We cannot win over everyone with the merits of nuclear power in the time that it would take to reduce carbon emissions to reduce the effects of climate change. Even if we had all the time in the world, there would still be deniers to the benefits of nuclear power who use arguments that are tantamount to the logic used by climate change deniers. It’s just human nature. I personally believe that we should focus on convincing the minds of those who will determine energy generation sources in the future. Those minds are the utility executives who have bottom lines to meet.

The goal of this series is to explore what is being done in the industry to address the concerns of nuclear power plant economics, and what can be done to make it truly the most economical source for producing electricity. The costs of this and other technologies are very well established, and there is a goal in mind. To quote Transatomic chief executive officer Leslie DeWan in PBS NOVA’s The Nuclear Option, “If [nuclear] isn’t cheaper than coal, than it isn’t worth doing.” This could not be more accurate. While it is important as scientists and engineers who understand this technology to be its advocates, I believe that it is equally important to investigate ways in which we can make nuclear power the cleanest and most cost effective source of electricity generation. If this can be done, nuclear without a doubt will prevail over any other source as it currently stands. There’s too much at stake for this not to be the case.

While this is an enormously complex issue, hopefully this series will open discourse on the attainable steps for nuclear power to become the go to source for electricity.


  1. “Nuclear Energy 2015.” IEA Technology Roadmaps (2015): n. pag. Web.
  2. “The Economics of Nuclear Power.” Nuclear Power Economics | Nuclear Energy Costs – World Nuclear Association. N.p., n.d. Web. 07 Feb. 2017.
  3. International Energy Outlook 2016. Rep. DOE/EIA, 21 May 2016. Web. 2 Feb. 2017.

Doug HardtmayerDoug Hardtmayer is a graduate student studying nuclear engineering at The Ohio State University. His research is focused on pyroprocessing and fuel assessment. He is a member of the American Nuclear Society.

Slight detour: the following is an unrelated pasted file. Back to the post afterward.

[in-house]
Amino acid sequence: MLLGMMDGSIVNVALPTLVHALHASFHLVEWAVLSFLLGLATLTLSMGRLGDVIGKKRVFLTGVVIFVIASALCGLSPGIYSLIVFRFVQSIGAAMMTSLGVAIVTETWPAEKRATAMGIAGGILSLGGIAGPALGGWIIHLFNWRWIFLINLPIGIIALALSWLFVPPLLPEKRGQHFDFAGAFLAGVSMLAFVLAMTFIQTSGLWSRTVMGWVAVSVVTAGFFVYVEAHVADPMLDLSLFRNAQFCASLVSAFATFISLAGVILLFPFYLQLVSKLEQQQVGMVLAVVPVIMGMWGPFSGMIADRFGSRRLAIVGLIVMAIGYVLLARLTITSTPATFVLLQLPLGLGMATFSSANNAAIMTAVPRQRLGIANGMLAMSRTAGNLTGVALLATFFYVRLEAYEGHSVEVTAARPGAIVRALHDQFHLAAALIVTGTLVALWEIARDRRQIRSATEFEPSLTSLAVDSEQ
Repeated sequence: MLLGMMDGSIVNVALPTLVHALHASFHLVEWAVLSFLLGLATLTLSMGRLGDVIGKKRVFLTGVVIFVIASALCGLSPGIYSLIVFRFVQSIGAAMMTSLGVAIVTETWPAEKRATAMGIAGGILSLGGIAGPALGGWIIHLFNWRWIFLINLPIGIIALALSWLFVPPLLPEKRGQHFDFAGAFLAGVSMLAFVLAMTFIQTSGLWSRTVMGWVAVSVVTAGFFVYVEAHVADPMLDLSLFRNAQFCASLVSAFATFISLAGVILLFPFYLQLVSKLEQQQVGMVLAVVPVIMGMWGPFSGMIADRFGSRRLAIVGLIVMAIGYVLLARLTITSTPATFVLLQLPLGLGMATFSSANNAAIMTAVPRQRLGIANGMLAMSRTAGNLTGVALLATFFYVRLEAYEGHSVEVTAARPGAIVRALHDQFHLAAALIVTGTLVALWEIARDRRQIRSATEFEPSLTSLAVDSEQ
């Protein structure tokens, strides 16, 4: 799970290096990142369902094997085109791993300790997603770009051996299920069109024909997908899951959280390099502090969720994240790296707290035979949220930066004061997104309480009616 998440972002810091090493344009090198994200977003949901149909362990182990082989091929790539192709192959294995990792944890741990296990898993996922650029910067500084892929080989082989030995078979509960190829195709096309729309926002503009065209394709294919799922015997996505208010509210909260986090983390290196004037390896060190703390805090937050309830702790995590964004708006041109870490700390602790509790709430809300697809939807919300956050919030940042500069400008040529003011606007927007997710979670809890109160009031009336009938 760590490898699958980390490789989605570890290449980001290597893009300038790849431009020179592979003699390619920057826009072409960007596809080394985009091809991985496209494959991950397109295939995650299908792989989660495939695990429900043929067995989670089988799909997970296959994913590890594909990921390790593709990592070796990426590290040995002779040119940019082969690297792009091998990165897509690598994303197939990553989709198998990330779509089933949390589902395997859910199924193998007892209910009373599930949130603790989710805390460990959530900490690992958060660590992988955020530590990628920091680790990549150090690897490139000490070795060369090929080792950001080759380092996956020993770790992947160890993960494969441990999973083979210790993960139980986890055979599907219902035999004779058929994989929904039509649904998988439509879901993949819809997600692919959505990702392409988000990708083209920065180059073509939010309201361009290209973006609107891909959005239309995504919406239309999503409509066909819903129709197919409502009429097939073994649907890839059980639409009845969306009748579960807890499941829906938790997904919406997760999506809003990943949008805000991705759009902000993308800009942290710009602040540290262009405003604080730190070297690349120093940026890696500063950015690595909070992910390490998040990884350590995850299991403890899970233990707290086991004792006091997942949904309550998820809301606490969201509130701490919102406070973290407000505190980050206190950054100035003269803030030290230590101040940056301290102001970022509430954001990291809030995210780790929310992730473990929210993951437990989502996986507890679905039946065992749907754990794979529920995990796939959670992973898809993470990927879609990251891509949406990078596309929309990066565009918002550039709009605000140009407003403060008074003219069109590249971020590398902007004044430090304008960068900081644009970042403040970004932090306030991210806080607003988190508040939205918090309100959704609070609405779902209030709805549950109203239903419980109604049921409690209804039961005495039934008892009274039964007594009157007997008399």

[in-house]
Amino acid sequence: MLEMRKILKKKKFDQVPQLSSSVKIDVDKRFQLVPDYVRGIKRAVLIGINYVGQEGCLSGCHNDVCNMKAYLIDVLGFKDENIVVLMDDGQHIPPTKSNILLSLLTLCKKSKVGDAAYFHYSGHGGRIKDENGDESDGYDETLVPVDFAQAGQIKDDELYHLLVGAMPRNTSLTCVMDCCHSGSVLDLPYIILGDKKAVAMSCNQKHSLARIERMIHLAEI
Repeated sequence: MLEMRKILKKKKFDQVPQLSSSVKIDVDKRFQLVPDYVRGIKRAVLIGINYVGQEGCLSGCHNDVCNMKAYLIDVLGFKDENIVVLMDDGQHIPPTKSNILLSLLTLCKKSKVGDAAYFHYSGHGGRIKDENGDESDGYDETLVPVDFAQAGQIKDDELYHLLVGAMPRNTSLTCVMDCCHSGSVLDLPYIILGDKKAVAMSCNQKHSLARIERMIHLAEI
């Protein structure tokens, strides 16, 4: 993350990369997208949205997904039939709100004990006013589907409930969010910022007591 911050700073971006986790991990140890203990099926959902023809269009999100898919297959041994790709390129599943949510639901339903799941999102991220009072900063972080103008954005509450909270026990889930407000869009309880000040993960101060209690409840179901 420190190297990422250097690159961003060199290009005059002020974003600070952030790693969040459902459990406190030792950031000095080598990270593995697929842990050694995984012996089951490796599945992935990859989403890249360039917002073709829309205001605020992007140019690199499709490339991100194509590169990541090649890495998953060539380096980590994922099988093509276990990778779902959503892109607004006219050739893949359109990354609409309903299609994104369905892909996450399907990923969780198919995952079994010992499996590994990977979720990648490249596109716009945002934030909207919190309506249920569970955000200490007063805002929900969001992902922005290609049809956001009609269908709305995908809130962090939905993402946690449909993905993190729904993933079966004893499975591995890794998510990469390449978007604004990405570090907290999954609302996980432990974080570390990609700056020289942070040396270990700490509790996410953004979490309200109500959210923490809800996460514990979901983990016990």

12 thoughts on “Roadblocks to Nuclear: What’s holding the industry back and can we resolve it?

  1. Arthur Williams

    I’m a retired condensed-matter theorist, and a MSR enthusiast.

    Your perspective seems to me to be overly American. The Chinese have power-demand, air-quality and potable-water challenges that are even more urgent than global warming. Additionally, they have very strong nuclear export ambitions. So, they will develop, deploy and export nuclear technology no matter what the NRC does.

    The dependence of intermittent power sources on expensive storage will limit their market penetration.

    Finally, MSRs are extremely safe and inexpensive. In particular, they preclude both of the phenomena constituting the Fukushima disaster (already molten and no water/hydrogen) When decay heat is stored in a blanket of salt that melts slightly above operating temperature, their safety requires not only no human action; it doesn’t require that anything “work”. Nothing moves.

    The NRC should see the future accurately and respond to it looking forward, not backward.

    Sincerely, Art Williams PhD

  2. Larry D Kenworthy

    I worked in the nuclear power industry for much of my career, starting as a licensed reactor operator and eventually as a professional nuclear engineer involved in plant design.

    It may take a complete overhaul of our regulatory environment if nuclear power is ever to be cost effective (not necessarily competitive but nevertheless worth doing). Just look at the ever-increasing list of Regulatory Guides that augment the Standard Review Plan (which itself continues to expand). We may have to go back to 10 CFR 50, Appendix A, and start over.

  3. blair Haga